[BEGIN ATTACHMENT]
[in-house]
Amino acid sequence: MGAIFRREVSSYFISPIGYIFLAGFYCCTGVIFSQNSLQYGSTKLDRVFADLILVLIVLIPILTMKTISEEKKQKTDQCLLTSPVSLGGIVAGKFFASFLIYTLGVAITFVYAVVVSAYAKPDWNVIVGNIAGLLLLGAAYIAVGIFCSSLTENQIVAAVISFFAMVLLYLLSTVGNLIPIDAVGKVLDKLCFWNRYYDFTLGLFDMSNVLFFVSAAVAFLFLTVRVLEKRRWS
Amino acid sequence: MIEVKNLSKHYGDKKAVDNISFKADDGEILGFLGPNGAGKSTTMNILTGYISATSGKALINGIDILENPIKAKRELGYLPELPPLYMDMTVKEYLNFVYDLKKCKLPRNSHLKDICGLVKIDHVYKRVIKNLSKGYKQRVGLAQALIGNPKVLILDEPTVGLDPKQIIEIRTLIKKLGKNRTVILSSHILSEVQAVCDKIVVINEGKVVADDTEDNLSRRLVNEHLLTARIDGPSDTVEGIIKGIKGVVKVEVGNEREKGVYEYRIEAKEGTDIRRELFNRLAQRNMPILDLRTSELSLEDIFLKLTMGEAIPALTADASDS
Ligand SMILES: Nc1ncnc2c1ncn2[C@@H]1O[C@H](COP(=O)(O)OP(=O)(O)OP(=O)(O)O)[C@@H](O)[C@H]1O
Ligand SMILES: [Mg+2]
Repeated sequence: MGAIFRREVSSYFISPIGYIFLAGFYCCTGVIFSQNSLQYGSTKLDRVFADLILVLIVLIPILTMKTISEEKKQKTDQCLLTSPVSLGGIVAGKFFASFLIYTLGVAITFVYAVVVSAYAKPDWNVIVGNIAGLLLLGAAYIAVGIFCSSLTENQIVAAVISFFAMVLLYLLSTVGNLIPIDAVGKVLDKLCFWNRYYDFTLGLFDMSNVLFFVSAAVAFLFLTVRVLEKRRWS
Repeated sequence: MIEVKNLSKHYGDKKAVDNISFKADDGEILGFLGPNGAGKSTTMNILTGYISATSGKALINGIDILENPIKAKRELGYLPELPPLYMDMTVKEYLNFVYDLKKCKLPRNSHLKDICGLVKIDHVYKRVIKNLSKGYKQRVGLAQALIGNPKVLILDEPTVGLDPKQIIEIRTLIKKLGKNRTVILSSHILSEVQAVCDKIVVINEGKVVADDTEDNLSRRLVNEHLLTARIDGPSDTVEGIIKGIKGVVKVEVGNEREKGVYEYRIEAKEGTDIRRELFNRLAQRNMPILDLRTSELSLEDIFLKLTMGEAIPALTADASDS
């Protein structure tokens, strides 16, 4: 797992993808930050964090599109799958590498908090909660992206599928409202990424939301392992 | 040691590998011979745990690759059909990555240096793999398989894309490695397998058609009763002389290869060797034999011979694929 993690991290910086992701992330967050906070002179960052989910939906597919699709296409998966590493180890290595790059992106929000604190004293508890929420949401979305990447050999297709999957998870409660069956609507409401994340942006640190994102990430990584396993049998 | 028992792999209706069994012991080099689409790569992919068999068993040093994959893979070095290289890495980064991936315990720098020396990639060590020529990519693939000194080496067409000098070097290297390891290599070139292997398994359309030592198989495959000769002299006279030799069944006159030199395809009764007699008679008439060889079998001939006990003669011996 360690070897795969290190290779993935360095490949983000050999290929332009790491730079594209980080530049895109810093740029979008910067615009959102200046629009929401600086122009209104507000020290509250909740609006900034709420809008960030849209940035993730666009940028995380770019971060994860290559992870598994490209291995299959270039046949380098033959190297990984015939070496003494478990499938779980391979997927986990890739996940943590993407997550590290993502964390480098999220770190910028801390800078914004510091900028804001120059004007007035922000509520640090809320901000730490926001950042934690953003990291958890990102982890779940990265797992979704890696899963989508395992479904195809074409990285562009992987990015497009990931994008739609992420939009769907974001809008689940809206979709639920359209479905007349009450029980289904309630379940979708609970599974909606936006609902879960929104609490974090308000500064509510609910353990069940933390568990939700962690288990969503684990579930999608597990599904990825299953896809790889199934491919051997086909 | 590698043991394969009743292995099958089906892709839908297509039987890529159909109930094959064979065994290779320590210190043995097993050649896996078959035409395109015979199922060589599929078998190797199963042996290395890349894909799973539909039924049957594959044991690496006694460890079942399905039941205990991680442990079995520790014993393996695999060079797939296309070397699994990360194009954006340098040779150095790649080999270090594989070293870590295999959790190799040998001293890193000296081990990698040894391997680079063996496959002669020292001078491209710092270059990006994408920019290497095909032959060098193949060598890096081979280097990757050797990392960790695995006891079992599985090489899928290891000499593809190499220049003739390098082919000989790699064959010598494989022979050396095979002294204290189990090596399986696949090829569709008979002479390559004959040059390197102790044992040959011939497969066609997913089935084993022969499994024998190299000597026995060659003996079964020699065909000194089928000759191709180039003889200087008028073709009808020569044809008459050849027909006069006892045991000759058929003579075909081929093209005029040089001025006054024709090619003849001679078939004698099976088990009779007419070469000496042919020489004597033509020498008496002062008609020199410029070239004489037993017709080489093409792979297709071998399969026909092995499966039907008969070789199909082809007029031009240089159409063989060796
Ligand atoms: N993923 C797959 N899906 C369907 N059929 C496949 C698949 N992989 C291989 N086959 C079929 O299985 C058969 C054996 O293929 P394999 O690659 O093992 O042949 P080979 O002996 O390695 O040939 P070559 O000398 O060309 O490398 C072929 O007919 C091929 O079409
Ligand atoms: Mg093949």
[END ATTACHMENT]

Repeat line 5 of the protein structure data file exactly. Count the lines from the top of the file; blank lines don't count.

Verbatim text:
Ligand SMILES: [Mg+2]